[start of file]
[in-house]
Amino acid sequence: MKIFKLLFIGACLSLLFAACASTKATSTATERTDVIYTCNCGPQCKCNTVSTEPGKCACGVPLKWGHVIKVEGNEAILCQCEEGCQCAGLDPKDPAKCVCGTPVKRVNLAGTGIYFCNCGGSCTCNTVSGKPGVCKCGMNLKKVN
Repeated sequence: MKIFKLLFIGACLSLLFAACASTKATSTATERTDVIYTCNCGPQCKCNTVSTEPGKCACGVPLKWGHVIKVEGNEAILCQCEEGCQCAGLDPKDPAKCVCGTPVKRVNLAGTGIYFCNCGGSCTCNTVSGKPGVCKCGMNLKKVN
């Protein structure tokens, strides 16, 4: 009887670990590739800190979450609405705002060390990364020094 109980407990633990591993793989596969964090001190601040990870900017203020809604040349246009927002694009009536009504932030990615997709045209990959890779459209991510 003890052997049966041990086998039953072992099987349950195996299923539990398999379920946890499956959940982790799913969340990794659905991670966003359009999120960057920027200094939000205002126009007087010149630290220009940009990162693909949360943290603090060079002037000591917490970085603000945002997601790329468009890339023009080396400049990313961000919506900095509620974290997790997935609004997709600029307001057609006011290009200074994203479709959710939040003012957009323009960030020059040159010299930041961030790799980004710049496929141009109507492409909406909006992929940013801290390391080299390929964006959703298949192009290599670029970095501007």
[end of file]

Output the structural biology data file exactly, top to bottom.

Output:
[in-house]
Amino acid sequence: MKIFKLLFIGACLSLLFAACASTKATSTATERTDVIYTCNCGPQCKCNTVSTEPGKCACGVPLKWGHVIKVEGNEAILCQCEEGCQCAGLDPKDPAKCVCGTPVKRVNLAGTGIYFCNCGGSCTCNTVSGKPGVCKCGMNLKKVN
Repeated sequence: MKIFKLLFIGACLSLLFAACASTKATSTATERTDVIYTCNCGPQCKCNTVSTEPGKCACGVPLKWGHVIKVEGNEAILCQCEEGCQCAGLDPKDPAKCVCGTPVKRVNLAGTGIYFCNCGGSCTCNTVSGKPGVCKCGMNLKKVN
């Protein structure tokens, strides 16, 4: 009887670990590739800190979450609405705002060390990364020094 109980407990633990591993793989596969964090001190601040990870900017203020809604040349246009927002694009009536009504932030990615997709045209990959890779459209991510 003890052997049966041990086998039953072992099987349950195996299923539990398999379920946890499956959940982790799913969340990794659905991670966003359009999120960057920027200094939000205002126009007087010149630290220009940009990162693909949360943290603090060079002037000591917490970085603000945002997601790329468009890339023009080396400049990313961000919506900095509620974290997790997935609004997709600029307001057609006011290009200074994203479709959710939040003012957009323009960030020059040159010299930041961030790799980004710049496929141009109507492409909406909006992929940013801290390391080299390929964006959703298949192009290599670029970095501007």